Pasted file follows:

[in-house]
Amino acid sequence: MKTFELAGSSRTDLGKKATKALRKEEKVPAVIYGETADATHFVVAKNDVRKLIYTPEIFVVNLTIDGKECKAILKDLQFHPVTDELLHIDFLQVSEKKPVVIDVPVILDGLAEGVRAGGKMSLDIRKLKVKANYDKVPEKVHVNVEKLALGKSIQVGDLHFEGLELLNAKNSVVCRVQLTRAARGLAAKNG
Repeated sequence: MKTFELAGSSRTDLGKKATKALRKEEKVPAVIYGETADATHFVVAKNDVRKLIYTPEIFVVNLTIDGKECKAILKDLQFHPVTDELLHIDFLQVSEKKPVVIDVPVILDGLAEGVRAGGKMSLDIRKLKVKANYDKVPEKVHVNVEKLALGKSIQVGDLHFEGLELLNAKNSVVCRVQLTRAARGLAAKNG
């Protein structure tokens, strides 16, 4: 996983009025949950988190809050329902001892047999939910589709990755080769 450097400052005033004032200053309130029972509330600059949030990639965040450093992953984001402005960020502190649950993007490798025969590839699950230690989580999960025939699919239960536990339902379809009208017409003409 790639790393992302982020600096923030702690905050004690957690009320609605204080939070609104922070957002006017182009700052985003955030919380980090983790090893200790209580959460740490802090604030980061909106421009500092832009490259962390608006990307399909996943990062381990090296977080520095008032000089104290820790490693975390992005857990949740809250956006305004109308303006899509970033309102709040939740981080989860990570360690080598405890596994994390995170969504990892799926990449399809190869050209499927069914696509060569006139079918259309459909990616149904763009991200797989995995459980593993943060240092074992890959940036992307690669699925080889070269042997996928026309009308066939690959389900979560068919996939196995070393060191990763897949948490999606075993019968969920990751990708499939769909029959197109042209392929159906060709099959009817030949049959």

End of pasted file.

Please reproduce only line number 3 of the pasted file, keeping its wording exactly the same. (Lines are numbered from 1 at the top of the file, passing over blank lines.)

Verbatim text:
Repeated sequence: MKTFELAGSSRTDLGKKATKALRKEEKVPAVIYGETADATHFVVAKNDVRKLIYTPEIFVVNLTIDGKECKAILKDLQFHPVTDELLHIDFLQVSEKKPVVIDVPVILDGLAEGVRAGGKMSLDIRKLKVKANYDKVPEKVHVNVEKLALGKSIQVGDLHFEGLELLNAKNSVVCRVQLTRAARGLAAKNG